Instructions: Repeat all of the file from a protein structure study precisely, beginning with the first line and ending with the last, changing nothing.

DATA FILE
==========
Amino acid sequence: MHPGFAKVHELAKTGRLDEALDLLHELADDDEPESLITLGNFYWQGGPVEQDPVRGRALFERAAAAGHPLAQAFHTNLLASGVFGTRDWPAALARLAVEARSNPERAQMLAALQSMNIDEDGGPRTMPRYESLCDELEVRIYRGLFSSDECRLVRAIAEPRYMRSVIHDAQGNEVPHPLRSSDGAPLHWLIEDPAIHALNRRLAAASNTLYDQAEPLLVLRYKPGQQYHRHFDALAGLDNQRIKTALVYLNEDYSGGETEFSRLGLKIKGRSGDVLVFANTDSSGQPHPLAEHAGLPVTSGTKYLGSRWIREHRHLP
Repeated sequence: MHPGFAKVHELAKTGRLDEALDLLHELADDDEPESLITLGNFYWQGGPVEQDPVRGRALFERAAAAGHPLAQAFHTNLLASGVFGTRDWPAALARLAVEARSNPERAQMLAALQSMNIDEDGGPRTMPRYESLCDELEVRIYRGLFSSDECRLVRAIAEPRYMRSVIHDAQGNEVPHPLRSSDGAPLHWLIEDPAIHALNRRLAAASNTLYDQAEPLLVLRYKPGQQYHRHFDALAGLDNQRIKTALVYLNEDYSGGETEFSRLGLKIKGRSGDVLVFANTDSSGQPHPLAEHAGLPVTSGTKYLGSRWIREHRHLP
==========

Amino acid sequence: MHPGFAKVHELAKTGRLDEALDLLHELADDDEPESLITLGNFYWQGGPVEQDPVRGRALFERAAAAGHPLAQAFHTNLLASGVFGTRDWPAALARLAVEARSNPERAQMLAALQSMNIDEDGGPRTMPRYESLCDELEVRIYRGLFSSDECRLVRAIAEPRYMRSVIHDAQGNEVPHPLRSSDGAPLHWLIEDPAIHALNRRLAAASNTLYDQAEPLLVLRYKPGQQYHRHFDALAGLDNQRIKTALVYLNEDYSGGETEFSRLGLKIKGRSGDVLVFANTDSSGQPHPLAEHAGLPVTSGTKYLGSRWIREHRHLP
Repeated sequence: MHPGFAKVHELAKTGRLDEALDLLHELADDDEPESLITLGNFYWQGGPVEQDPVRGRALFERAAAAGHPLAQAFHTNLLASGVFGTRDWPAALARLAVEARSNPERAQMLAALQSMNIDEDGGPRTMPRYESLCDELEVRIYRGLFSSDECRLVRAIAEPRYMRSVIHDAQGNEVPHPLRSSDGAPLHWLIEDPAIHALNRRLAAASNTLYDQAEPLLVLRYKPGQQYHRHFDALAGLDNQRIKTALVYLNEDYSGGETEFSRLGLKIKGRSGDVLVFANTDSSGQPHPLAEHAGLPVTSGTKYLGSRWIREHRHLP